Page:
USC Trojans Feeling the Pain of Injuries, Scholarship Reductions

By Justine Hendricks
Kirby Lee-USA TODAY Sports


When the USC Trojans debuted at No. 1 in last year’s preseason polls following a 10-2 finish in 2011, many wondered if USC had found a way to beat the NCAA‘s crippling sanctions. Not so fast. After a dismal 2012, the Trojans reinstated tackling drills for the first time in the Lane Kiffin era, and they’ve paid the price, losing player after player to injury.

When the Trojans don’t tackle in practice, they don’t tackle in games, but without depth on the roster, they haven’t been willing to risk many injuries. It’s a college football Catch-22 — and it proves the NCAA’s harsh punishments are having the intended effect.

The injury total is up to 22, not including players like quarterback Max Wittek and defensive end J.R. Tavai, who have already returned following injuries earlier this spring.

Freshman safety Su’a Cravens, a five-star early enrollee expected to compete for a starting role, is the latest victim. Kiffin announced he will miss the rest of spring to have surgery for a torn meniscus, the same injury that sidelined senior tailback Silas Redd.

The Cravens announcement came just one day after the team confirmed that receiver George Farmer will be out for the entire 2013 season with a torn MCL and ACL.

Knee injuries have, unfortunately, been a common ailment among the Trojans this season. Wittek and star receiver Marqise Lee went down with knee injuries on the same day; Wittek returned last week, and Lee was back on the field for Saturday’s scrimmage, with 10 catches for 191 yards and two touchdowns.

Not everyone has bounced back so quickly. Running back D.J. Morgan remains out with a “sore knee,” further opening the door for early enrollee Justin Davis to make a big impact.

Running back Tre Madden has worked out but has not been cleared for contact following his knee injury last offseason, and junior linebacker Dion Bailey will be out until the fall following offseason shoulder surgery. Tight end Xavier Grimble is out for the remainder of spring with a chest fracture, and fullback Soma Vainuku and offensive lineman Chad Wheeler are also done for the spring.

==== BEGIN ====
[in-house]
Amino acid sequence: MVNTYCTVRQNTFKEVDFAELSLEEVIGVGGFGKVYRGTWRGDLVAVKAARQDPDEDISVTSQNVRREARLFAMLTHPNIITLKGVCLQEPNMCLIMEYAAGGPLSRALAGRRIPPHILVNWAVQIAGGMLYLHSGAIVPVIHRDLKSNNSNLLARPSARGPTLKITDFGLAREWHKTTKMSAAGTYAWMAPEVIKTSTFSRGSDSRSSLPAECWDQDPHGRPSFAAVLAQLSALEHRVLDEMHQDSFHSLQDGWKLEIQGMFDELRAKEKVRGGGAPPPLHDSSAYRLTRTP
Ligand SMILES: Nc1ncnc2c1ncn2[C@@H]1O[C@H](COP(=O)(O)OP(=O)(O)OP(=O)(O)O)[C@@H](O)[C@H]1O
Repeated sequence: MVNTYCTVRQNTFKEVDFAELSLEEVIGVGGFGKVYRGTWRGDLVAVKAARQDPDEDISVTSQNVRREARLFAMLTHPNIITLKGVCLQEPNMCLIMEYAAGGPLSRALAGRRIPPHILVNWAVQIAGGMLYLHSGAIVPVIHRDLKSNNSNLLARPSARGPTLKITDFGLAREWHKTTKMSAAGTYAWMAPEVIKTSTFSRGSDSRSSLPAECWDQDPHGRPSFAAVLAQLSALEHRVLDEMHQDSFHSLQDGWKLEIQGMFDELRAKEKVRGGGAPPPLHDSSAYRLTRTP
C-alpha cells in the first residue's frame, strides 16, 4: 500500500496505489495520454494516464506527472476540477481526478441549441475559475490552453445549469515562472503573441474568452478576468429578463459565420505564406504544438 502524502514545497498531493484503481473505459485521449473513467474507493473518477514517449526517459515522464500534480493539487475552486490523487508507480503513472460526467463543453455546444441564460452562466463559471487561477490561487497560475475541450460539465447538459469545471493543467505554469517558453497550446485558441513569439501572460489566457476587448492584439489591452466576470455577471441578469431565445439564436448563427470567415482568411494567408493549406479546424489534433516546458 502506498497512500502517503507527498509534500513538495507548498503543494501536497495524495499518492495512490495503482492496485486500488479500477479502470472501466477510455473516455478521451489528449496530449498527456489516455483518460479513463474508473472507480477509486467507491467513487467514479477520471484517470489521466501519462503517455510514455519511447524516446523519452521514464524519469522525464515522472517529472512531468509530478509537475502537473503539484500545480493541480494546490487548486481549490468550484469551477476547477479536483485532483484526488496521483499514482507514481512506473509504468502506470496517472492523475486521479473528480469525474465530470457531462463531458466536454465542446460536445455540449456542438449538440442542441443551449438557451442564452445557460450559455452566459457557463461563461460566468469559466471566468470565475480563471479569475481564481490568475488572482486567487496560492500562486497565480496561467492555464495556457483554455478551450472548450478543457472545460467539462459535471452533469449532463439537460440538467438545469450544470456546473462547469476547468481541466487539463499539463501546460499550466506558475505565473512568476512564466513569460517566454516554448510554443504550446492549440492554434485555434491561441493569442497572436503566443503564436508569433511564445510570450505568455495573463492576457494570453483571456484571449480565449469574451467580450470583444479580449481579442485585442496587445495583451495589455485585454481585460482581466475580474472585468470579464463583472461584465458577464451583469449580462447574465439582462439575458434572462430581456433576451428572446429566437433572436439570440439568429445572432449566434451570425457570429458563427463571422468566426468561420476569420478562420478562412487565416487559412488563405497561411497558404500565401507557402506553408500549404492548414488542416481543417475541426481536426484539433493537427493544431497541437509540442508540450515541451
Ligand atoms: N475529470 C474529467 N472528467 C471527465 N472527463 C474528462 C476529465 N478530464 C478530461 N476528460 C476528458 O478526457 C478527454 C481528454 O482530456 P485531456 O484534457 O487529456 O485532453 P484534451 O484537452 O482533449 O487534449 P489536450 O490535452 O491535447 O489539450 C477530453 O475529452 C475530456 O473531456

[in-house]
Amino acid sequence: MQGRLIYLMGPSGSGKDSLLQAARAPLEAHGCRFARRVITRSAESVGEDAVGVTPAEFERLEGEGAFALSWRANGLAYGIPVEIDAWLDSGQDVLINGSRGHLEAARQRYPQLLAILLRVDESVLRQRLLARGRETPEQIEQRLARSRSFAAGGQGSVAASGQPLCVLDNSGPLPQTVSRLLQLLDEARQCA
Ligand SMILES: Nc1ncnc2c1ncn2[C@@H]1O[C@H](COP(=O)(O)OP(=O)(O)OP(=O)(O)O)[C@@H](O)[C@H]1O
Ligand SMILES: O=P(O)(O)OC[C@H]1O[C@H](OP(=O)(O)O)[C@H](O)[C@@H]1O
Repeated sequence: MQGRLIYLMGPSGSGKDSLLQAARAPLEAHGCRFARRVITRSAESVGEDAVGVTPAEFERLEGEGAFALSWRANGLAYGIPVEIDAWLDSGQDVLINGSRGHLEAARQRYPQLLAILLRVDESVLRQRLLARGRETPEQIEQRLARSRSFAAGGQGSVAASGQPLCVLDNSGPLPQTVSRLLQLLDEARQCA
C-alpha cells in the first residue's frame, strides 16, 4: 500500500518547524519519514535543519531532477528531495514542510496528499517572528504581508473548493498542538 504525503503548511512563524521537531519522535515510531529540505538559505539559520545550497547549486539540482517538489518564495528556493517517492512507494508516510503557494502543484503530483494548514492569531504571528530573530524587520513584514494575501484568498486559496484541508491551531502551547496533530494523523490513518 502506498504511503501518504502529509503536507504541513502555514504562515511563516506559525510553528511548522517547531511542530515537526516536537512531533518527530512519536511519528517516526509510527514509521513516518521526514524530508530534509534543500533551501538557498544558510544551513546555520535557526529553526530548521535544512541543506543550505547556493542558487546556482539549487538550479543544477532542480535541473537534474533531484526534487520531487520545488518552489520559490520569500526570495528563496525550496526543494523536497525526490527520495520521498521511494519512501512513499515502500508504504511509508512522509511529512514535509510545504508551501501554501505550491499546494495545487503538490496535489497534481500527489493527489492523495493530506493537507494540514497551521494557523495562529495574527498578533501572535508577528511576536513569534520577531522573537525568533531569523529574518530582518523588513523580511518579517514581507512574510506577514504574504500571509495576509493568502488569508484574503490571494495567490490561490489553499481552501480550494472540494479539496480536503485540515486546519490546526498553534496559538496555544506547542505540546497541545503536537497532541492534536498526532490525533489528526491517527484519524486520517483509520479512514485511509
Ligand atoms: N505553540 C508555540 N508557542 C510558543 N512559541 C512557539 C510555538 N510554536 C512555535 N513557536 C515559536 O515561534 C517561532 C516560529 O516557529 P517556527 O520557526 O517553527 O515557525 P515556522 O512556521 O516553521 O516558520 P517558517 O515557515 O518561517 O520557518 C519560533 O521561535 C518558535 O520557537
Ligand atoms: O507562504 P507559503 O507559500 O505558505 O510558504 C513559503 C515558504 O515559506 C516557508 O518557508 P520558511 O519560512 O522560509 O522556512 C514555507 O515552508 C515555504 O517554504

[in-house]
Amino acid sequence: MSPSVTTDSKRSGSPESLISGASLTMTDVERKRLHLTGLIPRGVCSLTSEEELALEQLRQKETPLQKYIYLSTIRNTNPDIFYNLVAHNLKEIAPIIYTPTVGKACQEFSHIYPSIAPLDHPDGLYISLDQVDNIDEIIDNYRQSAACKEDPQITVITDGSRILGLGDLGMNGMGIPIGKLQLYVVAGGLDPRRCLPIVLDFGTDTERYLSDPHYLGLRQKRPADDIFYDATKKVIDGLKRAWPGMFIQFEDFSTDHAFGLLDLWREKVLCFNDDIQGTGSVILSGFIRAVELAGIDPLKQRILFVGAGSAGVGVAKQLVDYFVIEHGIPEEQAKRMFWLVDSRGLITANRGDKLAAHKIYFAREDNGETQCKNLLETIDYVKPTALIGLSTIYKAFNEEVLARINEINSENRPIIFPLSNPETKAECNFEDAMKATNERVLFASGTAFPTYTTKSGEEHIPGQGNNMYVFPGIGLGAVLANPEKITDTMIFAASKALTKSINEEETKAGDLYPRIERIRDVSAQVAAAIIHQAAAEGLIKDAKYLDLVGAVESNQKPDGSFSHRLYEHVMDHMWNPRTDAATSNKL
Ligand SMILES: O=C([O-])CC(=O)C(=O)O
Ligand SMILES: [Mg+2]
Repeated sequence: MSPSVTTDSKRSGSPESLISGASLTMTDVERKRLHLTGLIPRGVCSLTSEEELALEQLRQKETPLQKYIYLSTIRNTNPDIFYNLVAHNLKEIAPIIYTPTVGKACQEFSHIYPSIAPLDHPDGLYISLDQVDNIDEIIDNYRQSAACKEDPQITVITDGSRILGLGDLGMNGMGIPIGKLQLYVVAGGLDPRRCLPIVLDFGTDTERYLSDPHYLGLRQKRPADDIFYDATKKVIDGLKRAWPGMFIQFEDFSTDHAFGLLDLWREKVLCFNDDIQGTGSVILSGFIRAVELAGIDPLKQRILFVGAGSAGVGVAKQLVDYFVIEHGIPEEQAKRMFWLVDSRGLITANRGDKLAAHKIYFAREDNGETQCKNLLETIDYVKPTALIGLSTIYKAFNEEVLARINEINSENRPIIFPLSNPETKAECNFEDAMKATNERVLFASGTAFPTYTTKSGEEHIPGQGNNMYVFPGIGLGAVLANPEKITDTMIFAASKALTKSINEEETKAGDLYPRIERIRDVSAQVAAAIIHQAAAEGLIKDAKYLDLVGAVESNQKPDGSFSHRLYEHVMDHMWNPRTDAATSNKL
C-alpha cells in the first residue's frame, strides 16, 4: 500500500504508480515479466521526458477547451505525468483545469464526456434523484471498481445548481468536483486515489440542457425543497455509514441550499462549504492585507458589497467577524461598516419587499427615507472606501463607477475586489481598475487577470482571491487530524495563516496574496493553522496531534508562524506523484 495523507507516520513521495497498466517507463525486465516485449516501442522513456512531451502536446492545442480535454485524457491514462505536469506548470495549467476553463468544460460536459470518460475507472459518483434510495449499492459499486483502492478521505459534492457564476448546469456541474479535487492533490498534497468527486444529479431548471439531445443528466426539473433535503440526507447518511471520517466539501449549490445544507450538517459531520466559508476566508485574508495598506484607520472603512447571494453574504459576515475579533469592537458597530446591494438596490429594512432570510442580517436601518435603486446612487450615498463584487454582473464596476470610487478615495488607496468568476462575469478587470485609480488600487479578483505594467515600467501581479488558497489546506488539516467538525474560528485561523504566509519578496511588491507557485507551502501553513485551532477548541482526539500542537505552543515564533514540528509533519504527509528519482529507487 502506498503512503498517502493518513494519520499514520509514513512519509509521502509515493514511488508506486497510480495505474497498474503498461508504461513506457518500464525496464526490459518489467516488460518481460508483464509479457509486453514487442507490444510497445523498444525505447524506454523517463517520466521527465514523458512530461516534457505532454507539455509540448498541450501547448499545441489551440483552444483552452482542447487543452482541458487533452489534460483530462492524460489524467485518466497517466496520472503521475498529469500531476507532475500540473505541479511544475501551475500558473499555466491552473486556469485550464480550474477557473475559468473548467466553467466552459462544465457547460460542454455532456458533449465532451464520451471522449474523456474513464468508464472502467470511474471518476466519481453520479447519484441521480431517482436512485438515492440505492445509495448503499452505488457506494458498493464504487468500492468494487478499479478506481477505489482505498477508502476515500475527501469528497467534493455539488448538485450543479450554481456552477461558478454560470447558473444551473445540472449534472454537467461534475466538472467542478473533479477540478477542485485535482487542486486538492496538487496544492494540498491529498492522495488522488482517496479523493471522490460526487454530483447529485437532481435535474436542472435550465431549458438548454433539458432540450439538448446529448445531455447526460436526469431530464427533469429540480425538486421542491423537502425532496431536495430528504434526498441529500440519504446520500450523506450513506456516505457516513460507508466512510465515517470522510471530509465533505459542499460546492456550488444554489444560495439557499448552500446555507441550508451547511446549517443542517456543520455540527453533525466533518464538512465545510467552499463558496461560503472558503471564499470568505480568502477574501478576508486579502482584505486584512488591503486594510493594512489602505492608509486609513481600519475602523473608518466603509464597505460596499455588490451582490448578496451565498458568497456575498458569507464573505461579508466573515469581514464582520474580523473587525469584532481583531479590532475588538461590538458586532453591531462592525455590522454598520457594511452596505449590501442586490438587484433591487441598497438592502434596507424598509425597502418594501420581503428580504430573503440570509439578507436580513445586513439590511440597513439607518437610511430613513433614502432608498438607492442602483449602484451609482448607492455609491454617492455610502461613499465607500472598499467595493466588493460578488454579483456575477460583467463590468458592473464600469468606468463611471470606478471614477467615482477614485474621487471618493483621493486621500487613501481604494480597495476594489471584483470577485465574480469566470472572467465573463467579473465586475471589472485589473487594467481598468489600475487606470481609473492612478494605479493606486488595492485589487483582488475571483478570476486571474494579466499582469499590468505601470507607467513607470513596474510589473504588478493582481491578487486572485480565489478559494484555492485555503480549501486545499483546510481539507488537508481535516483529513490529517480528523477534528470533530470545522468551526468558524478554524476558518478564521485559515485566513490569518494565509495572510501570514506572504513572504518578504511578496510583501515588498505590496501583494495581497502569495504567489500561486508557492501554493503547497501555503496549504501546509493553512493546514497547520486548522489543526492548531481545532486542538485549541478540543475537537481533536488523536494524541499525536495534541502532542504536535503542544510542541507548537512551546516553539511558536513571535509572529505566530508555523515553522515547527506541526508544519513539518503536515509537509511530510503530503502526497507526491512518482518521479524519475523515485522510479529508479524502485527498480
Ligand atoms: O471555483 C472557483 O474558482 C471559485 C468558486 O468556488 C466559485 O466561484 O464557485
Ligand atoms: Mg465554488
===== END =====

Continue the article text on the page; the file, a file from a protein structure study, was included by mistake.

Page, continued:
The secondary, one of the team’s weakest units in the last few seasons, hasn’t gotten much of a chance to find new leaders or get into a rhythm this spring with so many players rotating in and out with injuries. In addition to Cravens and Harris, cornerbacks Kevon Seymour and Devian Shelton have both missed time with ankle injuries, safety Demetrius Wright is out with an unspecified injury, and safety Gerald Bowman hasn’t been playing since offseason leg surgery.

Kiffin acknowledged that the injuries have had an impact on the team this spring, but he’s maintained an aggressive approach. Last week, the team went through the violent, hard-hitting Oklahoma drill for the first time since he’s been the head coach. The players loved it, but Kiffin knows the team can’t practice with that intensity level once games start.

“I don’t think there’s any way we could keep doing this if this was the season. I don’t know how we’d play a game,” Kiffin said after Thursday’s practice, which brought the injury total to 22.

After shying away from too much tackling the last few seasons precisely to avoid injury concerns like the Trojans have faced this spring, the coach was adamant that the new, tougher philosophy would carry over into the beginning of fall camp.

“Anytime that you have a season like you did last year, you can’t do the same thing,” Kiffin said.

He’s already tried to protect his players from injuries during practice, which resulted in poor play and losses when it was game time. Now, his only choice is to hit hard and hope everyone stays healthy and makes their tackles.

Either way, the roster limits have an effect on the Trojans’ ability to practice the way they should in order to play at the highest level during the season — and that’s exactly what the NCAA had in mind when it announced the scholarship reductions.

The USC athletic department has said for a few years that of all the penalties, the lost scholarships would hurt the most, and the players are certainly feeling it now.

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